Author Topic: In Search Of The Holy Grail Bowline: A Bowline For All Reasons  (Read 27105 times)

Luca

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Re: In Search Of The Holy Grail Bowline: A Bowline For All Reasons
« Reply #60 on: April 24, 2013, 11:50:59 PM »
Hi,

   The first two pictures show the Luca s Nice Jamming Loop

If Dan Lehman takes the matter with humour :D, I'd say that "Oracle loop" continues to go well as the name for this loop ...

A bowline similar to the OP's, which can be seen as but
a re-dressing of the double bowline into a helical geometry,

    "under" / "over", regarding the way the first diagonal element of the "8" shape nipping structure crosses the second

that's hardly my #97 --which is, after all,
a significant re-dressing of the double bowline
(so, one can see that dressing is critical to getting it right).

    The third picture shows Luca s Non-Lamming loop

Same thing for this other loop: "Dan Lehman # 97" or "Over Tresse Bowline" should be more appropriate names(I had also written: "improperly" dressed Doubled Bowline),since I personally have only reproposed the above scheme of this loop as an attempt to get the setting shown by Dan, through the construction of the nipping turns shown in this diagram,in imitation/aping of alpineer,as he did in his first post: http://igkt.net/sm/index.php?topic=4321.msg26983#msg26983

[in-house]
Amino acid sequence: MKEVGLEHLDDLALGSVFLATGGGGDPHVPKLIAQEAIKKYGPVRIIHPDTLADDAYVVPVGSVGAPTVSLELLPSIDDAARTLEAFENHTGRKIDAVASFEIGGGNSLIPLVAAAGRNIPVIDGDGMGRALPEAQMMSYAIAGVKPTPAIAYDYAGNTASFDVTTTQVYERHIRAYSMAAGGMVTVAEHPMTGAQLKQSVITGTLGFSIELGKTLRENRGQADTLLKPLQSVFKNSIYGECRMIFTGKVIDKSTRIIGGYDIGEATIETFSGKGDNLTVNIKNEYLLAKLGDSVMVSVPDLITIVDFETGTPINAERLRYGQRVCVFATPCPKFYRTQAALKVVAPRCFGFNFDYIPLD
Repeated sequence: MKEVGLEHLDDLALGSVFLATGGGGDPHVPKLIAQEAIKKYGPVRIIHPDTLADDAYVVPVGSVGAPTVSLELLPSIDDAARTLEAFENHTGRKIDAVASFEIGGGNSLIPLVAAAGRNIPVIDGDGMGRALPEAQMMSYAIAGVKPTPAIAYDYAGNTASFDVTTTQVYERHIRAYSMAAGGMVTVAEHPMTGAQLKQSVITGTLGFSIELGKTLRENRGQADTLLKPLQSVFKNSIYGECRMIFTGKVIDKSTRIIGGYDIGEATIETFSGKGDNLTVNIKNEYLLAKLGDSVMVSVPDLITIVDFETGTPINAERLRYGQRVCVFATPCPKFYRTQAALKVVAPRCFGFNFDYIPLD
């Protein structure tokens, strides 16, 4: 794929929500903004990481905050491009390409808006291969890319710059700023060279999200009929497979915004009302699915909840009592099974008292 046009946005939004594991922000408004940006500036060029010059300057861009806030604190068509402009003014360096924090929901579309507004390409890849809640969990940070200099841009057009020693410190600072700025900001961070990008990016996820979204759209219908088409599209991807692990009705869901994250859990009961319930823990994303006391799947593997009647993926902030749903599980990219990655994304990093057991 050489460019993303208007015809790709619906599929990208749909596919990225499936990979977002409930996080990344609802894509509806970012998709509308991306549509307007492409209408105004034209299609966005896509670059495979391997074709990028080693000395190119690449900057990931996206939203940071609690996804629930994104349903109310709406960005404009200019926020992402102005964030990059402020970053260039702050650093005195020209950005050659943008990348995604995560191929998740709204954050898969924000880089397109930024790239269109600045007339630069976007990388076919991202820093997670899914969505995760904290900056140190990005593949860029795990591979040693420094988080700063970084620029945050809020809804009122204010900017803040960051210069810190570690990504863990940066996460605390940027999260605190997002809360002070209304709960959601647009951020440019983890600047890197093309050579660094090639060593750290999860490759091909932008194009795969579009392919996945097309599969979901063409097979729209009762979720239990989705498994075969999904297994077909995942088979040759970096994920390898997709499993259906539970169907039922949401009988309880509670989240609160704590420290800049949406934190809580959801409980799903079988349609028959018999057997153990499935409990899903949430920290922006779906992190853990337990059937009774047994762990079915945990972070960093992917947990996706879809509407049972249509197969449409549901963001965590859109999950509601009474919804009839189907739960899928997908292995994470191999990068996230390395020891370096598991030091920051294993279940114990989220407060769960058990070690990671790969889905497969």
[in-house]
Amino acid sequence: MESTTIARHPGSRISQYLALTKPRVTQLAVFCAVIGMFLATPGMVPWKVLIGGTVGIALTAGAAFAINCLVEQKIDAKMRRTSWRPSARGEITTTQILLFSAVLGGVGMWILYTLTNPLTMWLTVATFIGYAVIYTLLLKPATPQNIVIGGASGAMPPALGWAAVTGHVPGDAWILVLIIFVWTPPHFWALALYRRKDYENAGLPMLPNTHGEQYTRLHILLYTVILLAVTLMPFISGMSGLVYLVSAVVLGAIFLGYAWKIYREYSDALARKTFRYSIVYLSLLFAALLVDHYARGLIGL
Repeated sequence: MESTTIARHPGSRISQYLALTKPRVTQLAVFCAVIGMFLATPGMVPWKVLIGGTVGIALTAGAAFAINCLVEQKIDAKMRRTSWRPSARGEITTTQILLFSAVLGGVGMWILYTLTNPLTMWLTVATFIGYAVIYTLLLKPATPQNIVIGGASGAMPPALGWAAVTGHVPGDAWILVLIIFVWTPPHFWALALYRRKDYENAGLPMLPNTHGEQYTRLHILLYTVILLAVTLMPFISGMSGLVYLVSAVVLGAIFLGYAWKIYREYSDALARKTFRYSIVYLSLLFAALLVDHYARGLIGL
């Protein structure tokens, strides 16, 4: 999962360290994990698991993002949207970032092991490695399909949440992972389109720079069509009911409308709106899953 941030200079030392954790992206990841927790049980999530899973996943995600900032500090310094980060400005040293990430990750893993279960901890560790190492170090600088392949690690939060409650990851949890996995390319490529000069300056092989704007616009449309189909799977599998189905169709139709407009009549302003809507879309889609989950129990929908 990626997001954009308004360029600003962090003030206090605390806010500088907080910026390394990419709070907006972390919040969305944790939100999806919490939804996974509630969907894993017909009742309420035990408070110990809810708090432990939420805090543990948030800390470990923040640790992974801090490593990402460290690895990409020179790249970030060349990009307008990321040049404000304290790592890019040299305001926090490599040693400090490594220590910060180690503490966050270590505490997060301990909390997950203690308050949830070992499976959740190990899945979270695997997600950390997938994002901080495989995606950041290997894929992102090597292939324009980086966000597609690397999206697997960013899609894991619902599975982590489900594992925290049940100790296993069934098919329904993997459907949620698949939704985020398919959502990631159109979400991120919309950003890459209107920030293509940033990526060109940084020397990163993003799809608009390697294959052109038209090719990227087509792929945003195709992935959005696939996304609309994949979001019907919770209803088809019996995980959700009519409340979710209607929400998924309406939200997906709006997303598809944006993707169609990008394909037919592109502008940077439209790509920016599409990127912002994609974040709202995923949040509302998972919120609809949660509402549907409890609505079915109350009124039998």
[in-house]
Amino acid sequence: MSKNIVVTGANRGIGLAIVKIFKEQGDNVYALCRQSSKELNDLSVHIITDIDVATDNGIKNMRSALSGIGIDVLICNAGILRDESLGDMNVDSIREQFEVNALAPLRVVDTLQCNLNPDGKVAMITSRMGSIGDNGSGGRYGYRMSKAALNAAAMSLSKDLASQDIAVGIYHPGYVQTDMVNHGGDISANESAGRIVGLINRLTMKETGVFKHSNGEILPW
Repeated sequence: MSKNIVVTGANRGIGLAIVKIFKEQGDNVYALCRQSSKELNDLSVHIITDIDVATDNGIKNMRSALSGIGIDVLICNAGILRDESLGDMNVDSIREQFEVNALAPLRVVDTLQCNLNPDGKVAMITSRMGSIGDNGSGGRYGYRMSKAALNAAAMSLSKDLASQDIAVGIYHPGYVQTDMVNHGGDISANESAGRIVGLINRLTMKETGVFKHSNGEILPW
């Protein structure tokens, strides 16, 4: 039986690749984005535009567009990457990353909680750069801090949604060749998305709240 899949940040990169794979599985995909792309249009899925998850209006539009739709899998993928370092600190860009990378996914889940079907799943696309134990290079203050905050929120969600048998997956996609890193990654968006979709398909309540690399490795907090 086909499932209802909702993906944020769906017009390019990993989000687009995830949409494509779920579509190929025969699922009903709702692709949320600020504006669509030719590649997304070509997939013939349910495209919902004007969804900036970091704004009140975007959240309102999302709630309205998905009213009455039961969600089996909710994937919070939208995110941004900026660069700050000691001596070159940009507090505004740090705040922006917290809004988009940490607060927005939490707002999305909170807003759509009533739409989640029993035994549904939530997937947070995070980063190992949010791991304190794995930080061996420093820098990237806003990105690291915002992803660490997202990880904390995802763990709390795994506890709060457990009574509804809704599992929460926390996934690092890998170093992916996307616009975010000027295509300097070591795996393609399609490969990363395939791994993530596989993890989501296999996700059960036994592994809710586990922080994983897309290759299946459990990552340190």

I hope Luca is going to actually test those two variations, and report his results to us.

The tests that I am able to make myself, are worth very little, I believe, and then these loops actually are not "mine" ...I guess that  the onus of proof is competence of others in this case!(for what it's worth (nylon (I think), about 9mm braided rope):
-So called"Luca s 8 loop(poor fellow)":quite easy to untie (in one way or another, I swear!)
-So called"Oracle loop":very hard to untie even with tools (Dan, see above for the reliability of  my tests, but .. I swear!)
- # 97/Over Tresse:easy to untie
- Original 8 loop: quite easy to untie(but I also had feelings similar to those of SS369: I saw the tail "come alive" during the loading .. I swear!)(EDIT: Again, I'm not a good experimenter knots: After making further observations I concluded that in fact the tail of this loop does not behave in a manner substantially different from the  tail of a normal Inuit / Eskimo or other similar loops in tend to "move" or to "curl"during the loading.I apologize to X1.) )

                                                                                                              Bye!